• Find one activity of interest a week to get you out and mingling. It doesn’t have to be a business networking event. You can meet people pursuing any passion or interest. What’s key is weaving in the right job search questions in your conversations.
  • Strike up conversations with neighbors about positions you are seeking.
  • Directly email a recruiter at companies you apply to. Don’t just apply and think you’ve done all that you can do. Get your foot in the door, introduce yourself and start a relationship through email or even by phone. Note, however, that most recruiters may screen incoming calls. You may have a better chance grabbing attention with email.
  • Work your LinkedIn contacts like a honey badger. Don’t just reach out once. Check back often to see if your contacts know of any emerging positions. Ask for introductions to second and third connections who may be helpful in your search. Most professionals are willing to help, and you may get a chance to return the favor down the road. Don’t be shy about asking for assistance.
  • Research and discover recruiters at targeted companies that don’t currently have an open position. Introduce yourself and share your resume. Many positions don’t make it to the job posting stage. You can raise awareness of your interest and credentials in the event that a position does become available.

Face-to-face encounters are superior for connecting and creating new relationships in your job search, but you can still make an impression, form new alliances and nurture your contacts in other ways. “The most important thing,” said Paz, “is that you make networking a primary part of your job search activities and that you don’t slack in this area. There are so many communications channels to take advantage of; even super socially inhibited professionals can network easily.”

 

 

 

6 Tips to Prevent Burning Bridges When You Leave a Job

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The best way to leave a job that’s not working out is a voluntary exit. You resign, serve out your final weeks and gracefully walk away with relationships intact and in good standing. That’s the ideal, but it frequently doesn’t work out that way.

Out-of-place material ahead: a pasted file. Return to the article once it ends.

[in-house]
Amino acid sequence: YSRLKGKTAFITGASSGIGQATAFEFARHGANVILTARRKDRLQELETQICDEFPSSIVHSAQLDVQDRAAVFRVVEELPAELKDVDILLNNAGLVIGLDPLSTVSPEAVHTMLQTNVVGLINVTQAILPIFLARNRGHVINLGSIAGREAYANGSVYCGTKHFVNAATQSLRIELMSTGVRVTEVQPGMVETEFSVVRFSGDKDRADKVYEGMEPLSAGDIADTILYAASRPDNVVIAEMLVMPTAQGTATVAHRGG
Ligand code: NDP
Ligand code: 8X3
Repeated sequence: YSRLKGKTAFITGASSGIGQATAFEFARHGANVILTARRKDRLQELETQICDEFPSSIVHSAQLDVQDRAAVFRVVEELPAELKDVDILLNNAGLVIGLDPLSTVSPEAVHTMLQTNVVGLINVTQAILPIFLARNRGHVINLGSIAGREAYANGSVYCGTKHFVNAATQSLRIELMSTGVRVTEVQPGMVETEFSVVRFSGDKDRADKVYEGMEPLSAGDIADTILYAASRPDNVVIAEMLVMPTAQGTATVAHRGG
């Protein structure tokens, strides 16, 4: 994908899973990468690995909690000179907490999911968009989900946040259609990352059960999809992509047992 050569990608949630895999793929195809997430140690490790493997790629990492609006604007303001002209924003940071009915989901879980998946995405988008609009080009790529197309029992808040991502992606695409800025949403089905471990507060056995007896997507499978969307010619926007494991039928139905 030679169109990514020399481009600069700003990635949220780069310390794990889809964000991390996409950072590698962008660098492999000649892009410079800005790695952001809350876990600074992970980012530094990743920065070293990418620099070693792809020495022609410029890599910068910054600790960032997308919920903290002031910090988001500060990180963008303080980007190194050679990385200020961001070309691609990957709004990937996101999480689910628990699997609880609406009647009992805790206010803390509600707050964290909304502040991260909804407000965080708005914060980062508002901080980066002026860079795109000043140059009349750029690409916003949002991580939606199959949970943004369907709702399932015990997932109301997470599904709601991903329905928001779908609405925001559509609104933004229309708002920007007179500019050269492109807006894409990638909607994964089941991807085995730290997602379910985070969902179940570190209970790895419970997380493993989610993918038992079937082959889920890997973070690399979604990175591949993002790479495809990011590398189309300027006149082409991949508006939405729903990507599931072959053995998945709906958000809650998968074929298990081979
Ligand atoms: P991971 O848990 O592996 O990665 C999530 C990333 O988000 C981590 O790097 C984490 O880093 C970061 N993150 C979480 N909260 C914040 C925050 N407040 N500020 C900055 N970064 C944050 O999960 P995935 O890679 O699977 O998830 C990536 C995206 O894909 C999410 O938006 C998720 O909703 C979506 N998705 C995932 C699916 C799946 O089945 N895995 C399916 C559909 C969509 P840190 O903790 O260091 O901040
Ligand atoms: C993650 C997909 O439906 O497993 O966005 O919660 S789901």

Companies let employees go for myriad of reasons: poor performance, personality differences, incompatible work styles or goals, decreased budgets, downsizing, mergers and acquisitions, etc. Employees exiting a company for these reasons can still leave with poise and dignity while preserving relationships.

Understandably, losing a job for any reason causes hurt, anger and grief, but feelings can be put aside for your greater long-term good. The following tips will help you if you find yourself in the position of losing a job.

  1. Regardless of whether you think you deserve to lose your job or not, accept the company’s decision; don’t fight it. Ask questions to clarify the reasons for the decision and to determine if there is something you could have done differently, but don’t let anger lead your ego into a caustic exchange of words that you can never take back. By the time your manager or the company gives you notice, the decision is already set in stone.
  2. Keep negativity at bay. Just as if you were leaving by choice, thank the manager or human resources representative for the opportunity you had to contribute and work together.
  3. Ask if there are any options to continue working on a contract basis. Even when a company lets an employee go because of team fit or personality conflicts, the employee’s talent may still be valued. If you can negotiate such a deal, it enables you to state on your resume that you are still employed in some capacity.
  4. Companies don’t like to fire employees. Those who conduct the termination may experience their own guilt and bad feelings. Ask if they have any referrals that can help you in your job search. You could be surprised by their willingness to help.
  5. Say only good things about the company and the people you no longer will work with. Refrain from writing a damaging Glassdoor review or making any destructive comments on social media. You may feel better in the moment that you are venting, but such airing of emotions only hurts you in the long run.
  6. Once you leave, have a cooling-off period before you engage with people who were former employees. It’s tempting to speak poorly of the company or those who let you go. And it keeps you immersed in the event rather than focused on moving forward, learning from the experience and being better for it.

Vow to find the lessons and the good in losing your job. Business relationships don’t always work out, but you can retain the connections you made and leave a position on a more positive note than you might imagine possible.

 

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The Secret to Finding Meaningful Work

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For some job seekers, finding work or a career that is meaningful is a job search objective. However, gratifying work may have multiple meanings from person to person.

Doing work that helps others, improves the world or aids in a human-interest cause is purposeful for many. Saving the planet, healing the sick, or fighting for justice are such altruistic pursuits. Yet others find meaning in being highly challenged to grow a company or generate more wealth.